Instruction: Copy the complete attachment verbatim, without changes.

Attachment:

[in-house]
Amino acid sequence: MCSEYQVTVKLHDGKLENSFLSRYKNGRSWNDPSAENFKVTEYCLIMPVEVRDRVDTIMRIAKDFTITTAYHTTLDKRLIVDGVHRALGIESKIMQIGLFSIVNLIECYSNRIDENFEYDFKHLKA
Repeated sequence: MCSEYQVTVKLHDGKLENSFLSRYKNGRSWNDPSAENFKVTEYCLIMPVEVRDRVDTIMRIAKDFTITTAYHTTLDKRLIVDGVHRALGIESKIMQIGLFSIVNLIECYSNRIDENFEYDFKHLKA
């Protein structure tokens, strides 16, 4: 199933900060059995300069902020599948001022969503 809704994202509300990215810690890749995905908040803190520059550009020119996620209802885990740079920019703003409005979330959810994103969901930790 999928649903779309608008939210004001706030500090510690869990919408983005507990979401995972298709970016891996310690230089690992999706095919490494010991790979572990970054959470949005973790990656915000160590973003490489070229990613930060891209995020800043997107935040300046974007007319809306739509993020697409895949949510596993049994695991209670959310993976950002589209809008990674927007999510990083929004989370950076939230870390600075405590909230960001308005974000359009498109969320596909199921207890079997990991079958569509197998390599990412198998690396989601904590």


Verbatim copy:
[in-house]
Amino acid sequence: MCSEYQVTVKLHDGKLENSFLSRYKNGRSWNDPSAENFKVTEYCLIMPVEVRDRVDTIMRIAKDFTITTAYHTTLDKRLIVDGVHRALGIESKIMQIGLFSIVNLIECYSNRIDENFEYDFKHLKA
Repeated sequence: MCSEYQVTVKLHDGKLENSFLSRYKNGRSWNDPSAENFKVTEYCLIMPVEVRDRVDTIMRIAKDFTITTAYHTTLDKRLIVDGVHRALGIESKIMQIGLFSIVNLIECYSNRIDENFEYDFKHLKA
């Protein structure tokens, strides 16, 4: 199933900060059995300069902020599948001022969503 809704994202509300990215810690890749995905908040803190520059550009020119996620209802885990740079920019703003409005979330959810994103969901930790 999928649903779309608008939210004001706030500090510690869990919408983005507990979401995972298709970016891996310690230089690992999706095919490494010991790979572990970054959470949005973790990656915000160590973003490489070229990613930060891209995020800043997107935040300046974007007319809306739509993020697409895949949510596993049994695991209670959310993976950002589209809008990674927007999510990083929004989370950076939230870390600075405590909230960001308005974000359009498109969320596909199921207890079997990991079958569509197998390599990412198998690396989601904590």